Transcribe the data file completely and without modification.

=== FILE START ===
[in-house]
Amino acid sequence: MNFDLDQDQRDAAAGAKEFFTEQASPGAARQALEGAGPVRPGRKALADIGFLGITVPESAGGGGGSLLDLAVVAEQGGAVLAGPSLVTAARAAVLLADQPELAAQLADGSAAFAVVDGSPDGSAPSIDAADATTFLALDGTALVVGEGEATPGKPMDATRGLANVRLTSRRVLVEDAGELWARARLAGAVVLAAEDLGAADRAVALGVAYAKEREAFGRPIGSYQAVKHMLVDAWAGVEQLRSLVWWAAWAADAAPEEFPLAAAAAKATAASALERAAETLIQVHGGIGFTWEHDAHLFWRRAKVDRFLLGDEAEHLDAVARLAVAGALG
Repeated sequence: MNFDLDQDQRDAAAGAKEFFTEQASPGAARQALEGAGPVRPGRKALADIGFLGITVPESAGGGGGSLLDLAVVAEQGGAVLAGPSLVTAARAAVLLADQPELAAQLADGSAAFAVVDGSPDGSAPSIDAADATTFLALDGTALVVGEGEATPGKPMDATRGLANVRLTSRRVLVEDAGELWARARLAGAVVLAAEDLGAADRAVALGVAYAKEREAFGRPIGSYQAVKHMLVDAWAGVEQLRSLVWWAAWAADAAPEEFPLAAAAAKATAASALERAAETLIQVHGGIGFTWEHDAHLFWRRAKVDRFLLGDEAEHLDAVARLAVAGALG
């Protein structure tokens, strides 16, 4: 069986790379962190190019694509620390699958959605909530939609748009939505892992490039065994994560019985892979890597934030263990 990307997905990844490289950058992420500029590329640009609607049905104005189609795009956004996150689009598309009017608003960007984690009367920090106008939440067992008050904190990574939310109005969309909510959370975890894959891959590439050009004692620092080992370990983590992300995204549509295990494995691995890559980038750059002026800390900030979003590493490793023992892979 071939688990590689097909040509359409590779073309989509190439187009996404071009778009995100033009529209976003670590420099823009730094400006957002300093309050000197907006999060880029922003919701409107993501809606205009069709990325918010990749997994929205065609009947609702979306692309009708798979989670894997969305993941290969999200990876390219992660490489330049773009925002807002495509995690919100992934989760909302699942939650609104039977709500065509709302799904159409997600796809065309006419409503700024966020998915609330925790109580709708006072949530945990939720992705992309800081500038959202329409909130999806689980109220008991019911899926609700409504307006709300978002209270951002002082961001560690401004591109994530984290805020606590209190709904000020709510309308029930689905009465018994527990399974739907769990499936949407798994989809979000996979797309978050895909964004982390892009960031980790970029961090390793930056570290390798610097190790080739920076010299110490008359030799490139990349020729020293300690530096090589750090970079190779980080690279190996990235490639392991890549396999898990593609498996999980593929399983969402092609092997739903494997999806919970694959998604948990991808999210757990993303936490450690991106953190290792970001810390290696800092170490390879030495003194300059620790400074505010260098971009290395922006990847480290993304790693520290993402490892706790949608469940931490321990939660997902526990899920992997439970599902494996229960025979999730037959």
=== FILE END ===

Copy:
[in-house]
Amino acid sequence: MNFDLDQDQRDAAAGAKEFFTEQASPGAARQALEGAGPVRPGRKALADIGFLGITVPESAGGGGGSLLDLAVVAEQGGAVLAGPSLVTAARAAVLLADQPELAAQLADGSAAFAVVDGSPDGSAPSIDAADATTFLALDGTALVVGEGEATPGKPMDATRGLANVRLTSRRVLVEDAGELWARARLAGAVVLAAEDLGAADRAVALGVAYAKEREAFGRPIGSYQAVKHMLVDAWAGVEQLRSLVWWAAWAADAAPEEFPLAAAAAKATAASALERAAETLIQVHGGIGFTWEHDAHLFWRRAKVDRFLLGDEAEHLDAVARLAVAGALG
Repeated sequence: MNFDLDQDQRDAAAGAKEFFTEQASPGAARQALEGAGPVRPGRKALADIGFLGITVPESAGGGGGSLLDLAVVAEQGGAVLAGPSLVTAARAAVLLADQPELAAQLADGSAAFAVVDGSPDGSAPSIDAADATTFLALDGTALVVGEGEATPGKPMDATRGLANVRLTSRRVLVEDAGELWARARLAGAVVLAAEDLGAADRAVALGVAYAKEREAFGRPIGSYQAVKHMLVDAWAGVEQLRSLVWWAAWAADAAPEEFPLAAAAAKATAASALERAAETLIQVHGGIGFTWEHDAHLFWRRAKVDRFLLGDEAEHLDAVARLAVAGALG
């Protein structure tokens, strides 16, 4: 069986790379962190190019694509620390699958959605909530939609748009939505892992490039065994994560019985892979890597934030263990 990307997905990844490289950058992420500029590329640009609607049905104005189609795009956004996150689009598309009017608003960007984690009367920090106008939440067992008050904190990574939310109005969309909510959370975890894959891959590439050009004692620092080992370990983590992300995204549509295990494995691995890559980038750059002026800390900030979003590493490793023992892979 071939688990590689097909040509359409590779073309989509190439187009996404071009778009995100033009529209976003670590420099823009730094400006957002300093309050000197907006999060880029922003919701409107993501809606205009069709990325918010990749997994929205065609009947609702979306692309009708798979989670894997969305993941290969999200990876390219992660490489330049773009925002807002495509995690919100992934989760909302699942939650609104039977709500065509709302799904159409997600796809065309006419409503700024966020998915609330925790109580709708006072949530945990939720992705992309800081500038959202329409909130999806689980109220008991019911899926609700409504307006709300978002209270951002002082961001560690401004591109994530984290805020606590209190709904000020709510309308029930689905009465018994527990399974739907769990499936949407798994989809979000996979797309978050895909964004982390892009960031980790970029961090390793930056570290390798610097190790080739920076010299110490008359030799490139990349020729020293300690530096090589750090970079190779980080690279190996990235490639392991890549396999898990593609498996999980593929399983969402092609092997739903494997999806919970694959998604948990991808999210757990993303936490450690991106953190290792970001810390290696800092170490390879030495003194300059620790400074505010260098971009290395922006990847480290993304790693520290993402490892706790949608469940931490321990939660997902526990899920992997439970599902494996229960025979999730037959």